Re: [gaia] Review required: draft-irtf-gaia-alternative-network-deployments

Jose Saldana <jsaldana@unizar.es> Mon, 11 April 2016 08:31 UTC

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Date: Mon, 11 Apr 2016 10:30:57 +0200
From: Jose Saldana <jsaldana@unizar.es>
To: gaia@irtf.org, future@systemli.org
Organization: University of Zaragoza
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Subject: Re: [gaia] Review required: draft-irtf-gaia-alternative-network-deployments
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Hi,

I have had a look to the web sites you suggest in your e-mail. The 
question is that I think they are not about Alternative Networks, but 
about alternative protocols or applications. I mean, none of them is 
about deploying new physical infrastructure, but about software. The 
draft is about deploying new networks, with physical devices, links, 
antennae, etc.

Do you think this is true for all the links you have sent?

Thanks in advance,

Jose

El 2016-04-06 13:33, future@systemli.org escribió:
> Dear authors of "Alternative Network Deployments: Taxonomy, 
> characterization,
>                      technologies and architectures
>            draft-irtf-gaia-alternative-network-deployments-04"
> 
> I'd find it useful if your draft provided a perspective towards future
> Alternative Networks.
> I am thinking of software projects that have a strong emphasis on
> privacy and security in their network design.
> After Snowden it is only a logical next step in order to meet the
> requirement of providing "freedom to communicate without interference,
> or interception" to explore and develop this kind of networks for
> public use.
> So these projects are for example
> 
> * GNUnet [1]
> * Maidsafe [2]
> * Net2o [3]
> * Briar [4]
> * Sneakernet aDTN with its client Timberdoodle [5]
> 
> Some of these have developed privacy aware routing algorithms and
> decentral naming systems for about a decade now.
> So in contrast to the existing Alternative Networks they provide
> meta-data-protection (implications of having none: [13])
> by design as well as the encryption of contents.
> What makes them special is that some of them (the first three) are
> alternative internet protocol stacks which don't depend on servers or
> central authorites. They are fully distributed and decentralized. So
> they not only have the potential to provide a free and open
> communication means to its users but also one that backs up their
> civil rights by being censorship resistant and by keeping its users'
> communication confidental and secure - more than the current internet
> does. [6],[7]
> 
> It is only a matter of time that they include the capability to do
> mesh networking.
> GNUnet has its own module for this: CADET [8][9].
> GNUnet has been packed for OpenWRT half a year ago [10]
> It fits on a 8 MB Router and possibly on a 4 MB one, but still needs
> improvements to "dance the wifi" [11].
> Maidsafe is rewritten in Rust- a security aware language. This rewrite
> should fit well on embedded devices.
> When Rust is ported to OpenWRT also Maidsafe can run its first
> experiments with open-wireless-networks.
> Net2o is built to be lightweight as well. It's developer claims that
> there is no reason why it should be not able to do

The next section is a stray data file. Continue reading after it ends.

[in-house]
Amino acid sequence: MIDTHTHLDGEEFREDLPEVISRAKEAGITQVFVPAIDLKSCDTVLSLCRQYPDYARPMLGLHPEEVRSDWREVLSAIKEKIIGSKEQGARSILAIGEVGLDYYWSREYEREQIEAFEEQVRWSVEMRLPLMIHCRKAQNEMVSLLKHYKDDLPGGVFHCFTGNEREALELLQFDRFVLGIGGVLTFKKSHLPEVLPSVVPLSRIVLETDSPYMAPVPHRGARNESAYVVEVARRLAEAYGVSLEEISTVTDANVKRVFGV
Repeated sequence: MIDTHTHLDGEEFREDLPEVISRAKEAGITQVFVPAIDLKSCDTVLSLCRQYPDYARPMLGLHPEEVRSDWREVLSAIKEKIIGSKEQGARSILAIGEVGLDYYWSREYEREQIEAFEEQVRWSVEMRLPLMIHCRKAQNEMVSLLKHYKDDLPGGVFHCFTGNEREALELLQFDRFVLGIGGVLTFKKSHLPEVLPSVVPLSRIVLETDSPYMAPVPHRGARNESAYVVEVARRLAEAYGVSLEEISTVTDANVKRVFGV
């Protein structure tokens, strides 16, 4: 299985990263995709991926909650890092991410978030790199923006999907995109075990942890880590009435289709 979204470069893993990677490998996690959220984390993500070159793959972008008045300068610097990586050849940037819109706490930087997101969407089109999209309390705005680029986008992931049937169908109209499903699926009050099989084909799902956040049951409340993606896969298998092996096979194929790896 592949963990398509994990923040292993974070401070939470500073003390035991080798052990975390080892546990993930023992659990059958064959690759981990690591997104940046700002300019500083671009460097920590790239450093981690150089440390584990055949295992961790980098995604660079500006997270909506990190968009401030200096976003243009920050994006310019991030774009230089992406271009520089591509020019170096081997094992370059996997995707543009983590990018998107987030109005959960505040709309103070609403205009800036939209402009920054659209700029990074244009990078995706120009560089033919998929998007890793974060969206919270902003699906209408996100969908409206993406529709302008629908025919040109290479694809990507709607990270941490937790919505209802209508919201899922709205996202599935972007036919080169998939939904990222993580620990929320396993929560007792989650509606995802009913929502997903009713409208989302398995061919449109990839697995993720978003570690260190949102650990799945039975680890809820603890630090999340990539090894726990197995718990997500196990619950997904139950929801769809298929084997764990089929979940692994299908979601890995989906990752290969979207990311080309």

> wifi-mesh-networking.
> 
> You really should mention in your draft, that community networks are
> severely threatend by FCC and EU regulations.[12]
> Proposal 1: All radio equipped hardware being sold must be open and
> enable alternative firmware to be deployed.
> 
> The current open frequencies have a very low throughput or need an
> enormous effort and knowledge to use them.
> Wifi delivers very bad results when walls, vegetation or water is 
> involved.
> Proposal 2: The most suitable (best throughput under various
> conditions) frequencies must be opened for public use worldwide.
> Under these conditions more people would be able to participate in
> digital communication.
> 
> Streets have physical limitations. Who owns them has got a monopoly.
> With telecommunication infrastructure it is quite similar and the
> reason why for example in Germany at last the variety of
> telecommunication providers has declined with the result of one
> telecommunication provider having a monopoly and therefore can
> dictate the prices.(Telekom)
> Streets as well as communication means are vital for the well being of
> a society.
> To leave these life veins to bodies with commercial interest without
> ethical commitments results in a discrimination (against)
> the poor.
> In wireless communities the poor depend on the generosity of others to
> pay their access where it is actually the responsibilty of a country
> to provide free access to communication means indiscriminately to its
> inhabitants as it is ususal for streets and has been proven to be a
> good idea.
> Therefore
> Proposal 3: The digital communication infrastructure such as
> conductions and antennas should be mostly tax funded, free to use and
> in public hand.
> 
> 
> [1] https://gnunet.org/
> [2] http://maidsafe.net/
> [3] http://net2o.de/
> [4] https://briarproject.org/
> [5] https://github.com/timberdoodle/TimberdoodleApp
> 
> [6] https://www.w3.org/2014/strint/papers/65.pdf
> [7] wiki.c3d2.de/EDN
> [8] https://gnunet.org/cadet
> [9]
> http://mirror.eu.oneandone.net/projects/media.ccc.de/congress/2013/workshops/30c3-WS-en-YBTI_Mesh-Bart_Polot-GNUnet_Wireless_Mesh_DHT.webm
> [10] https://github.com/dangowrt/gnunet-15.05
> 
> [11] https://www.youtube.com/watch?v=OEBu7u6hZSo
> [12] https://fsfe.org/activities/radiodirective/
> [13] https://www.youtube.com/watch?v=g00l5qBYXu8, starting from minute 
> 4:00
> 
> 
> Hope this helped.
> Kind regards
> Fmod
> 
> Project EDN
> wiki.c3d2.de/EDN
> 
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